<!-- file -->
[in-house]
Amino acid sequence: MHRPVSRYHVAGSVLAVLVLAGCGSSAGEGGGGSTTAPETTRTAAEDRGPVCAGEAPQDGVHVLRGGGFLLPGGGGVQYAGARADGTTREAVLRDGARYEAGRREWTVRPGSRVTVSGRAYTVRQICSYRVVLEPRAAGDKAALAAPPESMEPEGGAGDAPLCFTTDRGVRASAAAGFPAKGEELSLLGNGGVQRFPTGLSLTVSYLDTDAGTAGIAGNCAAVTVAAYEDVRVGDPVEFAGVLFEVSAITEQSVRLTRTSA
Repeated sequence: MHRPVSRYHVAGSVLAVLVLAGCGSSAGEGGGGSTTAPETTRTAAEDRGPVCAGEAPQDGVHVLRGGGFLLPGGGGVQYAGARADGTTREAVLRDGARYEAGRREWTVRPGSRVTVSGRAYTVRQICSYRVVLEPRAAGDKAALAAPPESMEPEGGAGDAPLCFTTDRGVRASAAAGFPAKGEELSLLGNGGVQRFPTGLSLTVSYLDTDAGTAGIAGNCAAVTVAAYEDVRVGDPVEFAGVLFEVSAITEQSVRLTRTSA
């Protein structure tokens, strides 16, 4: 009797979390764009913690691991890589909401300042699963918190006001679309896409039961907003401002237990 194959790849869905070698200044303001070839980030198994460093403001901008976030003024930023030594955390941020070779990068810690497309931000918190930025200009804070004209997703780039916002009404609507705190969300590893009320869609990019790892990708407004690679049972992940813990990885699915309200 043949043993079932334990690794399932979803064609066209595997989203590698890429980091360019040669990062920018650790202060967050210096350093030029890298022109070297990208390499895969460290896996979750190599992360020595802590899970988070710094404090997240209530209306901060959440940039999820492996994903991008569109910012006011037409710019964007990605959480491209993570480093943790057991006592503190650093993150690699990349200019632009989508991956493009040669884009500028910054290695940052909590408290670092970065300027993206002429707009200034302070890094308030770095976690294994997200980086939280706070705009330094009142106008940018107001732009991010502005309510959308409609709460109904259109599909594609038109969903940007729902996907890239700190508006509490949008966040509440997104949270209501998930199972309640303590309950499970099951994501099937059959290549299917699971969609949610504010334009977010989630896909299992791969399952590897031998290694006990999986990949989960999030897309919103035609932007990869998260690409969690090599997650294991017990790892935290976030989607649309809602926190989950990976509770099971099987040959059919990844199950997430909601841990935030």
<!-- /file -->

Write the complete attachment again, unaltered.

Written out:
[in-house]
Amino acid sequence: MHRPVSRYHVAGSVLAVLVLAGCGSSAGEGGGGSTTAPETTRTAAEDRGPVCAGEAPQDGVHVLRGGGFLLPGGGGVQYAGARADGTTREAVLRDGARYEAGRREWTVRPGSRVTVSGRAYTVRQICSYRVVLEPRAAGDKAALAAPPESMEPEGGAGDAPLCFTTDRGVRASAAAGFPAKGEELSLLGNGGVQRFPTGLSLTVSYLDTDAGTAGIAGNCAAVTVAAYEDVRVGDPVEFAGVLFEVSAITEQSVRLTRTSA
Repeated sequence: MHRPVSRYHVAGSVLAVLVLAGCGSSAGEGGGGSTTAPETTRTAAEDRGPVCAGEAPQDGVHVLRGGGFLLPGGGGVQYAGARADGTTREAVLRDGARYEAGRREWTVRPGSRVTVSGRAYTVRQICSYRVVLEPRAAGDKAALAAPPESMEPEGGAGDAPLCFTTDRGVRASAAAGFPAKGEELSLLGNGGVQRFPTGLSLTVSYLDTDAGTAGIAGNCAAVTVAAYEDVRVGDPVEFAGVLFEVSAITEQSVRLTRTSA
């Protein structure tokens, strides 16, 4: 009797979390764009913690691991890589909401300042699963918190006001679309896409039961907003401002237990 194959790849869905070698200044303001070839980030198994460093403001901008976030003024930023030594955390941020070779990068810690497309931000918190930025200009804070004209997703780039916002009404609507705190969300590893009320869609990019790892990708407004690679049972992940813990990885699915309200 043949043993079932334990690794399932979803064609066209595997989203590698890429980091360019040669990062920018650790202060967050210096350093030029890298022109070297990208390499895969460290896996979750190599992360020595802590899970988070710094404090997240209530209306901060959440940039999820492996994903991008569109910012006011037409710019964007990605959480491209993570480093943790057991006592503190650093993150690699990349200019632009989508991956493009040669884009500028910054290695940052909590408290670092970065300027993206002429707009200034302070890094308030770095976690294994997200980086939280706070705009330094009142106008940018107001732009991010502005309510959308409609709460109904259109599909594609038109969903940007729902996907890239700190508006509490949008966040509440997104949270209501998930199972309640303590309950499970099951994501099937059959290549299917699971969609949610504010334009977010989630896909299992791969399952590897031998290694006990999986990949989960999030897309919103035609932007990869998260690409969690090599997650294991017990790892935290976030989607649309809602926190989950990976509770099971099987040959059919990844199950997430909601841990935030």